Ouma’s life work is an infinite scene: an unraveling scroll composed of tiles with patterns evolving in response to their neighbors. As a former veterinarian, Ouma’s vision of the world is informed by life under the microscope. There, the codependence of individual cells that make up complex organisms mirrors the simple behavior of life on Earth visible to the naked eye. The work exhibited in “Infinite Repetition” is the Phylogenetic Tree—an ongoing project started in 2017 based on the genetic evolution of living species. Errant lines wander from one page to the next, outlining bulbous spotted amoebas with wriggling pili. Bold, cheerful colors bind individual cells into “families” that touch and overlap. If one painting represents a single cell, together they become a growing, multicellular organism that depends upon its neighbor and family for definition and survival within the world. Ouma’s evolving artwork is open to viewers causing irreversible changes to the whole, which ultimately connect viewers to the Phylogenetic Tree.
欧玛的生活工作是一个无限的场景：由瓦片组成的解开卷轴，其图案随着他们的邻居而变化。作为一名前兽医，欧玛对世界的看法是在显微镜下的生活中得到的。在那里，构成复杂生物体的单个细胞的相互依赖性反映了肉眼可见的地球上生命的简单 行为。 “无限循环”中展出的作品是系统演化树 - 一个正在进行的项目，始于2017年，基于生物物种的遗传进化。周游的线条从一页到另一页徘徊，勾勒出球状斑点变形虫与蠕动的毛发。大胆，欢快的色彩将个体细胞结合成触摸和重叠的“家族”。如果一幅画代表一个单一的细胞，它们一起成为一个不断增长的多细胞生物，依赖于它的邻居和家庭来定义和生存在世界范围内。欧玛不断发展的艺术作品向观众开放，对整体进行不可逆转的改变，最终将观众与系统演化树联系起来。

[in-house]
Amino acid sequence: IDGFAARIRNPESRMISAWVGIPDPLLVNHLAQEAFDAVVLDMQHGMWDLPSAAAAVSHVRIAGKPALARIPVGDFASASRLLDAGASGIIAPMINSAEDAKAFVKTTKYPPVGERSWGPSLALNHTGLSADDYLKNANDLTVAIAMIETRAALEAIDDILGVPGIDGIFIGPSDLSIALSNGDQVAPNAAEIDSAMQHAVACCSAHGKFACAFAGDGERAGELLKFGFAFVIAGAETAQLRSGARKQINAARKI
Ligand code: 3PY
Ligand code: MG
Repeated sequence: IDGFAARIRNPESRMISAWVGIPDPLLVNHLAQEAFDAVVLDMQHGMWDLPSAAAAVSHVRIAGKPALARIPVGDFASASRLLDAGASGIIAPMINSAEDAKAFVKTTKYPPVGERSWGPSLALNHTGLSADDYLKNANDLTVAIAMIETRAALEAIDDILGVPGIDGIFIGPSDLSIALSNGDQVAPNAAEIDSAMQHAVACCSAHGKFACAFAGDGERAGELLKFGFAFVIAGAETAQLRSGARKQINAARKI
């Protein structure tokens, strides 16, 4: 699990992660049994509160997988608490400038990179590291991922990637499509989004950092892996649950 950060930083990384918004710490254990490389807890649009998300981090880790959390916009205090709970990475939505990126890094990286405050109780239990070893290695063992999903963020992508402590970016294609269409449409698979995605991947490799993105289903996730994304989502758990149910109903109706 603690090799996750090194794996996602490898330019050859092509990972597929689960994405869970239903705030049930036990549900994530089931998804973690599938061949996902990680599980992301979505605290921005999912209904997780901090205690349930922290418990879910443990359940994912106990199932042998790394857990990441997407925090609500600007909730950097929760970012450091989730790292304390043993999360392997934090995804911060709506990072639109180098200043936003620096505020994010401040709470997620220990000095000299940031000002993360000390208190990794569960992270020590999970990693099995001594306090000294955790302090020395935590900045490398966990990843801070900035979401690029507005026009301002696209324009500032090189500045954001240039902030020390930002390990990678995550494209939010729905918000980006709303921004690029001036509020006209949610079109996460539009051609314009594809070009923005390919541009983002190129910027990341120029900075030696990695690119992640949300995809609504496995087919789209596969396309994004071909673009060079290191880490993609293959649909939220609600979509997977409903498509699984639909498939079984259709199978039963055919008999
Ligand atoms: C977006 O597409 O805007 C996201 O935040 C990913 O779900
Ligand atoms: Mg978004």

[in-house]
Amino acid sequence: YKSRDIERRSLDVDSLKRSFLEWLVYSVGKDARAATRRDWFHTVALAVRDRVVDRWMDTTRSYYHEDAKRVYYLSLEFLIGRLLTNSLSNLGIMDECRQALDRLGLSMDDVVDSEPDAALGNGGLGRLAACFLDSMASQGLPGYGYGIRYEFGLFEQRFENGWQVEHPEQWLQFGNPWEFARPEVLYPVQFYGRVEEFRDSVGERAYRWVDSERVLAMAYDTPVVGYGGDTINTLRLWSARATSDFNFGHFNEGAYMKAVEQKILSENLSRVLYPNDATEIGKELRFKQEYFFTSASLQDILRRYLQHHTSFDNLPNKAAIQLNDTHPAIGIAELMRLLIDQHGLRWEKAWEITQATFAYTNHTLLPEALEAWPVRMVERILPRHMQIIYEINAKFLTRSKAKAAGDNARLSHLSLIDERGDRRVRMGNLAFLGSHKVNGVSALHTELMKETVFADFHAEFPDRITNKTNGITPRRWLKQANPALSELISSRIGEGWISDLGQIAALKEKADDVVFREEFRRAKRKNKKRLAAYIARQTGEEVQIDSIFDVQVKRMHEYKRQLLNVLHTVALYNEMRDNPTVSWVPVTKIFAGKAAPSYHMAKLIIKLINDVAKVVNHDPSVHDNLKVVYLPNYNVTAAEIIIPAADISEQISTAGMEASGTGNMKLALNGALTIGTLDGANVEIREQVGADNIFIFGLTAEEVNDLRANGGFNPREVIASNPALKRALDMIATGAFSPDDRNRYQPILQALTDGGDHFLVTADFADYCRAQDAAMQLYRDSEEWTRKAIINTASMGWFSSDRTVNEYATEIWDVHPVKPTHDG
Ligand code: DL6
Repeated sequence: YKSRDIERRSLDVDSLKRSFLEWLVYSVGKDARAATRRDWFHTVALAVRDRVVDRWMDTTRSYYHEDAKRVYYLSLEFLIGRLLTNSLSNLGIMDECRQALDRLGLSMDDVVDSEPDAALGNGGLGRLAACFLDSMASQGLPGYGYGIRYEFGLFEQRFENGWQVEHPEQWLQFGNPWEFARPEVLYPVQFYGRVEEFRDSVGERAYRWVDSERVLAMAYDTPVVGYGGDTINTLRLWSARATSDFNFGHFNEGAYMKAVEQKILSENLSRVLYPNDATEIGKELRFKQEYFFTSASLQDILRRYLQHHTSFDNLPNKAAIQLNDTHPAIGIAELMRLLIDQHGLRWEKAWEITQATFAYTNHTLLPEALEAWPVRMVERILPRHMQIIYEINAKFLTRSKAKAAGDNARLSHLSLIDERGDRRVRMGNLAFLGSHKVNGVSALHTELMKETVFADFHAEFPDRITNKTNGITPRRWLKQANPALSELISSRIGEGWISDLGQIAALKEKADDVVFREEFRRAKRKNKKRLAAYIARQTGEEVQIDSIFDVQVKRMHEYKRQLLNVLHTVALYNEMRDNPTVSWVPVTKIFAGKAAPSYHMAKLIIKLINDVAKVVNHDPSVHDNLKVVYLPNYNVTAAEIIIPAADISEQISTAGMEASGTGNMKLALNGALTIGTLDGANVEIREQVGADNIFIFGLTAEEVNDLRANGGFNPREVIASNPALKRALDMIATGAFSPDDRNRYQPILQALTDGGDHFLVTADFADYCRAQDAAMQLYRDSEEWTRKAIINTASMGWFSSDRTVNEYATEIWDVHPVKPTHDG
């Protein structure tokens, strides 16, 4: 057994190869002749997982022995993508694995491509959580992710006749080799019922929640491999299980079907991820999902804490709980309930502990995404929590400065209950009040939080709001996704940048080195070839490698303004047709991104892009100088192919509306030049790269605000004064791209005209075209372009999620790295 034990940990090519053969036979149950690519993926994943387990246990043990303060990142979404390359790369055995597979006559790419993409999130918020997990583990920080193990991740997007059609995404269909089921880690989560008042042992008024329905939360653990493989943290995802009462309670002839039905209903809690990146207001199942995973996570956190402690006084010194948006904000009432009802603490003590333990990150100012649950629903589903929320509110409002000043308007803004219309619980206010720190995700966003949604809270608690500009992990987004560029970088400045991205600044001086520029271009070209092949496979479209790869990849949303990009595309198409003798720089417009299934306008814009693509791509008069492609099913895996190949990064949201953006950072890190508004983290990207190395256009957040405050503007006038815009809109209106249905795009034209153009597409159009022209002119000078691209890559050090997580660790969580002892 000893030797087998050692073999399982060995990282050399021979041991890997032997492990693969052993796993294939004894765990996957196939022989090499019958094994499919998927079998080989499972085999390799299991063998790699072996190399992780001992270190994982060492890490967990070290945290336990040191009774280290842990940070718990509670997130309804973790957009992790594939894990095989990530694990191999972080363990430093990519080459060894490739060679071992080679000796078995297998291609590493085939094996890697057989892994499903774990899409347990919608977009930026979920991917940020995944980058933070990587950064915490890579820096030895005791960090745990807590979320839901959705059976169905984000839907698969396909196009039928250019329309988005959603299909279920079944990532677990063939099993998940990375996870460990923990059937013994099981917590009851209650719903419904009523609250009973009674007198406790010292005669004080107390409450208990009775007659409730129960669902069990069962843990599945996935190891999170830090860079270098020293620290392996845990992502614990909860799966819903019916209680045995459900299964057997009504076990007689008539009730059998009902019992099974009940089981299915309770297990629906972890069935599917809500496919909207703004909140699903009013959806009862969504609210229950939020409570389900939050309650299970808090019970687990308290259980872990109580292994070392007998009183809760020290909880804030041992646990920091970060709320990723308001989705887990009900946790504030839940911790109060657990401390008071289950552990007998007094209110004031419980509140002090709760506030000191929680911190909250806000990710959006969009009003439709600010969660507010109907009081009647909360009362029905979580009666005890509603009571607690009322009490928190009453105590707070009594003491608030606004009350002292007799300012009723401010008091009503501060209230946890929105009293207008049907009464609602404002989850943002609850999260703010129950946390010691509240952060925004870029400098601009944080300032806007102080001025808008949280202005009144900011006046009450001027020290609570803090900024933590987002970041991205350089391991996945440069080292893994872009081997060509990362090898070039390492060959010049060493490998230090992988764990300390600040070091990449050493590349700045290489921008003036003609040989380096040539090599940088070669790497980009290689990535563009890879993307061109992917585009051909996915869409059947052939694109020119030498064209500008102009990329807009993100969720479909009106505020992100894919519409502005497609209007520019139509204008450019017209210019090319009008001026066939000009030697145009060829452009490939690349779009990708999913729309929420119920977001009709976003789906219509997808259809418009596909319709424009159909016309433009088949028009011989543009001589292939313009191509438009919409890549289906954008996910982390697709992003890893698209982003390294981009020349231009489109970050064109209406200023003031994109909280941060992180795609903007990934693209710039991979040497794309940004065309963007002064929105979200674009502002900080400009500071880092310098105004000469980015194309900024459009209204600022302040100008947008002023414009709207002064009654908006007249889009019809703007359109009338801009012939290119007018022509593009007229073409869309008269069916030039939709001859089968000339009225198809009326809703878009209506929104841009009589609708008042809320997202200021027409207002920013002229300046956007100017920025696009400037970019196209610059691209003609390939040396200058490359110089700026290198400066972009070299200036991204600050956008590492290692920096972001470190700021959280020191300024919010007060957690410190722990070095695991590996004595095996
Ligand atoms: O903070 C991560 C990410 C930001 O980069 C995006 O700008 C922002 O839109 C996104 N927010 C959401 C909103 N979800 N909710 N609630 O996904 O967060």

“Infinite Repetition” presents a number of works by Autumn Lyn and Ouma from past three years. The exhibition examines how the two artists come to terms with the expansiveness, complexities, and pains of life through art. Abstract and meditative, the works communicate innate understandings of the interconnectedness between living things. Ouma’s artwork is ever expanding, while Lyn’s artwork returns upon itself, repeating the same form. Both are modern prescriptions to understanding the world: Ouma takes a holistic interpretation of the interconnectedness of living creatures, while Lyn returns to the moment as the source of life.
On the other hand, Autumn Lyn is interested in the metaphysical and in the relationship between abstract art and Buddhism. The circle dominates her artistic vocabulary: each revolution she draws is a mantra. Each mantra pulls her away from fantasies and anxieties and into awareness of the living moment. The number of circles or revolutions in a given work corresponds to numbers in Buddhist philosophy or to numbers with personal significance. The untitled black-and-white painting speaks of the conflict of fantastical desires and realistic necessities, which are overlaid with innumerable circular repetitions, binding both fantasy and reality together beneath Action. Further illustrating this internal conflict is a series of golden rice bowls counterposed to malformed blue bowls, each in their own tiny compartment.
Infinite Repetition is set within a city of luxuries. The signs and symbols of wealth surround the space, while inside the artists cope with the complexities of navigating life. In this context, the exhibition takes on another light that is more ironic. The two artists start in very different places but both use modern mechanisms to create art that acts as a reprieve in the face of the great weight of wealth, excess, and opulence that characterizes the successful modern human.